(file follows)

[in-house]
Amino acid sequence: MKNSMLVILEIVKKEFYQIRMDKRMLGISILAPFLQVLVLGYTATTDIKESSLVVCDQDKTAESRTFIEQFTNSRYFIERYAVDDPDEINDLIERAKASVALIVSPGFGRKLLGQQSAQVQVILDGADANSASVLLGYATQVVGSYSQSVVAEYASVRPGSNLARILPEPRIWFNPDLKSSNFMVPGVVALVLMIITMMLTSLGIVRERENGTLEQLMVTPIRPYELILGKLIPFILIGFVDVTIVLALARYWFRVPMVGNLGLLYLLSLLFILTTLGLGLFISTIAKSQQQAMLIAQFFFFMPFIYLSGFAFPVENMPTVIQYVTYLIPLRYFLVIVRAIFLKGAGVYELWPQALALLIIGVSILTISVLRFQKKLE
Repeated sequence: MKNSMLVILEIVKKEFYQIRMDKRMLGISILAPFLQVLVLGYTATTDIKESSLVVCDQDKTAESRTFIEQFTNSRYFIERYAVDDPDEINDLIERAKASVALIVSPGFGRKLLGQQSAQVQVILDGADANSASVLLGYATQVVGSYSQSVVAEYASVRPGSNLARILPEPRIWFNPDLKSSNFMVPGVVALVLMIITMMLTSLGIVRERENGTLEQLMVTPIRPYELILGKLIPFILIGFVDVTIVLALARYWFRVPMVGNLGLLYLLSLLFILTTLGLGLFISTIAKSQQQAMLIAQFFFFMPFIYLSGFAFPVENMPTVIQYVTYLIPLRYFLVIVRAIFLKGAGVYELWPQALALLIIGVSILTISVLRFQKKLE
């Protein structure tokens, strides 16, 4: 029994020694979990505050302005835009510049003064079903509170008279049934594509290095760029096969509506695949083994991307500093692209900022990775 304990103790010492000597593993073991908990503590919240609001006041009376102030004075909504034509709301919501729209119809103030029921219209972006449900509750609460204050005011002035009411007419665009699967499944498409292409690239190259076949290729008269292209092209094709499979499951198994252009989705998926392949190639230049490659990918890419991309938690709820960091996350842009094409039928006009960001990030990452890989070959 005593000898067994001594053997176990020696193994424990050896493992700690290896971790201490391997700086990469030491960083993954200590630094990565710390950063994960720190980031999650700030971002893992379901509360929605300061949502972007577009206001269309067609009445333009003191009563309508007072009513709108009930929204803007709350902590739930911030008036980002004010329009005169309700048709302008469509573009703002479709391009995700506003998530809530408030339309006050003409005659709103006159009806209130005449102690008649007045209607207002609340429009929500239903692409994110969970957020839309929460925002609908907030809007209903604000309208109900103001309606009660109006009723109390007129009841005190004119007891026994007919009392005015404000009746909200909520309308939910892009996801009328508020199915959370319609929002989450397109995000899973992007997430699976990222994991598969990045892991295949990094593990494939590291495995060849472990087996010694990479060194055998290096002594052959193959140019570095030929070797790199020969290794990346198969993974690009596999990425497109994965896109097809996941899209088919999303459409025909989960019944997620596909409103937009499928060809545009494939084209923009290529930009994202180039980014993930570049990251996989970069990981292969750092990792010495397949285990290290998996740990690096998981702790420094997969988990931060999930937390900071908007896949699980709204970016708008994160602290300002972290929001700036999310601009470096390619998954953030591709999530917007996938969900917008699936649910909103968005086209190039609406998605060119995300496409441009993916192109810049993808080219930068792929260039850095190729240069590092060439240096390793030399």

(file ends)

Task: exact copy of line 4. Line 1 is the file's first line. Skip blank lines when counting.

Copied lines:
């Protein structure tokens, strides 16, 4: 029994020694979990505050302005835009510049003064079903509170008279049934594509290095760029096969509506695949083994991307500093692209900022990775 304990103790010492000597593993073991908990503590919240609001006041009376102030004075909504034509709301919501729209119809103030029921219209972006449900509750609460204050005011002035009411007419665009699967499944498409292409690239190259076949290729008269292209092209094709499979499951198994252009989705998926392949190639230049490659990918890419991309938690709820960091996350842009094409039928006009960001990030990452890989070959 005593000898067994001594053997176990020696193994424990050896493992700690290896971790201490391997700086990469030491960083993954200590630094990565710390950063994960720190980031999650700030971002893992379901509360929605300061949502972007577009206001269309067609009445333009003191009563309508007072009513709108009930929204803007709350902590739930911030008036980002004010329009005169309700048709302008469509573009703002479709391009995700506003998530809530408030339309006050003409005659709103006159009806209130005449102690008649007045209607207002609340429009929500239903692409994110969970957020839309929460925002609908907030809007209903604000309208109900103001309606009660109006009723109390007129009841005190004119007891026994007919009392005015404000009746909200909520309308939910892009996801009328508020199915959370319609929002989450397109995000899973992007997430699976990222994991598969990045892991295949990094593990494939590291495995060849472990087996010694990479060194055998290096002594052959193959140019570095030929070797790199020969290794990346198969993974690009596999990425497109994965896109097809996941899209088919999303459409025909989960019944997620596909409103937009499928060809545009494939084209923009290529930009994202180039980014993930570049990251996989970069990981292969750092990792010495397949285990290290998996740990690096998981702790420094997969988990931060999930937390900071908007896949699980709204970016708008994160602290300002972290929001700036999310601009470096390619998954953030591709999530917007996938969900917008699936649910909103968005086209190039609406998605060119995300496409441009993916192109810049993808080219930068792929260039850095190729240069590092060439240096390793030399």